Everything you need to know about Australia’s Heard and McDonald Islands

By Sarah Schofield

13 January 2016

3 minute read

Heard Island (image Matt Curnock)

Heard Island (image Matt Curnock)

RV Investigator will depart on 8 January 2016 for the sub-Antarctic territory of Heard Island and McDonald Islands on a 58 day research voyage, which will be led by Professor Mike Coffin from the Institute for Marine and Antarctic Studies, but what do you know about this part of Australia?

Here are some question and answers we thought would help you learn more about this amazing outpost.

Heard Island (image Matt Curnock)

Heard Island (image Matt Curnock)

Where are Heard Island and McDonald Islands?

The remote islands are situated 4,000 km south-west of Perth in the southern Indian Ocean and about 2,000 kilometres north of Australia’s base at Davis Station in Antarctica.

When were they discovered?

The islands were discovered in the mid-1850s. An American sailor, John Heard, reported seeing the larger island in 1853 and promptly named it after himself. Not long after in 1854 William McDonald discovered the second largest island, then reported the discovery, and also promptly named the island after himself. In the 1880s sealers moved to the island and almost wiped out the seal colony.

Heard Island (image Matt Curnock)

Heard Island (image Matt Curnock)

When did they become part of Australia?

Britain formally claimed Heard Island and the McDonald Islands in 1910 and transferred them to Australia in 1947. They are now an external Territory of the Commonwealth of Australia. The island group was proclaimed a World Heritage Site in 1997 and is managed by the Australian Antarctic Division.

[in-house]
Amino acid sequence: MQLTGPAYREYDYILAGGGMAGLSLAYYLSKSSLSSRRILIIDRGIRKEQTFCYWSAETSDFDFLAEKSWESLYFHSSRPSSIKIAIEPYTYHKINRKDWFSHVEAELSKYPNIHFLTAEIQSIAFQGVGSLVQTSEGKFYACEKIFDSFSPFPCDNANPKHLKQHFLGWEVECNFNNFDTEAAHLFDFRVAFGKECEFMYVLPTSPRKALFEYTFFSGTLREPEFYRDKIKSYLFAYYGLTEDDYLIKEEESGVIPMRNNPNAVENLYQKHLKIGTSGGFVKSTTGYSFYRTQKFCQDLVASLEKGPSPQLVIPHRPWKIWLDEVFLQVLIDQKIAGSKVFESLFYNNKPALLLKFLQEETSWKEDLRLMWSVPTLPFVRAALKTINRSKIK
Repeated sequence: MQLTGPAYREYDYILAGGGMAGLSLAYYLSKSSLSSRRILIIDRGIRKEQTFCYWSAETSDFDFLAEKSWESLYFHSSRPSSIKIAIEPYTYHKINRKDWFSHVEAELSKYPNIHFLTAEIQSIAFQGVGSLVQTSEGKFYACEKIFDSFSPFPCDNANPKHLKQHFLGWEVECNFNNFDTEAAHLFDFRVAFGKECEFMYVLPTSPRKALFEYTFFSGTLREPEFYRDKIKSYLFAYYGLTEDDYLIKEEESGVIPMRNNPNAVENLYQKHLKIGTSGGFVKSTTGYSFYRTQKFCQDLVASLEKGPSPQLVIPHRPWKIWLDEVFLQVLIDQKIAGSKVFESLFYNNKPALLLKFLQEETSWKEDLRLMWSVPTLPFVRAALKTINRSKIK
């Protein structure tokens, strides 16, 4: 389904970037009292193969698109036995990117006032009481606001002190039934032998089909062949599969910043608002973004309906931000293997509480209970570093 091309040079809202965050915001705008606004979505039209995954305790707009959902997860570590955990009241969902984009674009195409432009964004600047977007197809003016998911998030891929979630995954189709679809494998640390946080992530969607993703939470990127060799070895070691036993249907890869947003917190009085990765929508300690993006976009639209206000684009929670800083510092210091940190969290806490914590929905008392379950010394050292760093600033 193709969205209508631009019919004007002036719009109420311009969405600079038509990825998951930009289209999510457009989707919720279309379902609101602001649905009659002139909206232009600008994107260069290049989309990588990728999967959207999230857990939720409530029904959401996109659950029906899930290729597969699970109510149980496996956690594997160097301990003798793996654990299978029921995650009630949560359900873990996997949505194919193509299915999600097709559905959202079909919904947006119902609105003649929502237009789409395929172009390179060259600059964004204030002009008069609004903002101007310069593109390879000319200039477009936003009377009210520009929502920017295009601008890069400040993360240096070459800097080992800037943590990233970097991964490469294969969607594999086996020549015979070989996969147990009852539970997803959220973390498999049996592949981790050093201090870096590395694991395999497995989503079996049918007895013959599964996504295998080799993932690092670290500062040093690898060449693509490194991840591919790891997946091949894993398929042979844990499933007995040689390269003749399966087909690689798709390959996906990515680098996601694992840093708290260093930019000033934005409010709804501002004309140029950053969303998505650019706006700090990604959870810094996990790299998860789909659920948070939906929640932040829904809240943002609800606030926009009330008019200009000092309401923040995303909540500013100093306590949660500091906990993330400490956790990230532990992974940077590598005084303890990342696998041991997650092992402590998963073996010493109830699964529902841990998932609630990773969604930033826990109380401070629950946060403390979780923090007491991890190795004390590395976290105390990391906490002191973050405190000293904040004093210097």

You can find out more about Heard Island and McDonald Island and check out the management plan here.

Heard Island (image MattCurnock) 1

How big are the main islands?

Heard Island is the largest island, and is 368 square kilometres. It is an active volcano covered with glaciers. The volcano, Big Ben rises to a height of 2745 metres at Mawson Peak, making it 517m taller than Mount Kosciuszko on mainland Australia.

Big Ben has erupted several times over the past two decades. McDonald Island lies 43.5 kilometres due west of Heard Island, and is the major island in the McDonald Islands group. It is a mere 186 metres high and it too has an active volcano. The McDonald Islands are so volcanically active they have doubled in area since 1980.

Heard Island (image Matt Curnock)

Heard Island (image Matt Curnock)

Does anyone live there?

It’s one of the most remote places on Earth, and horribly windy. So it’s great for penguins, sea birds and seals, but not that great a place for people to live.

Heard Island (image Matt Curnock)

Heard Island (image Matt Curnock)

Can anyone visit HIMI?

Being World Heritage listed and located within an IUCN 1a Strict Nature Reserve, Heard Island and the McDonald Islands are strictly protected. It is a difficult place to get to and anyone wishing to visit the islands must first obtain a permit from the Australian Antarctic Division.

You can find out more about how access and activities are managed on the island in the HIMI Management Plan.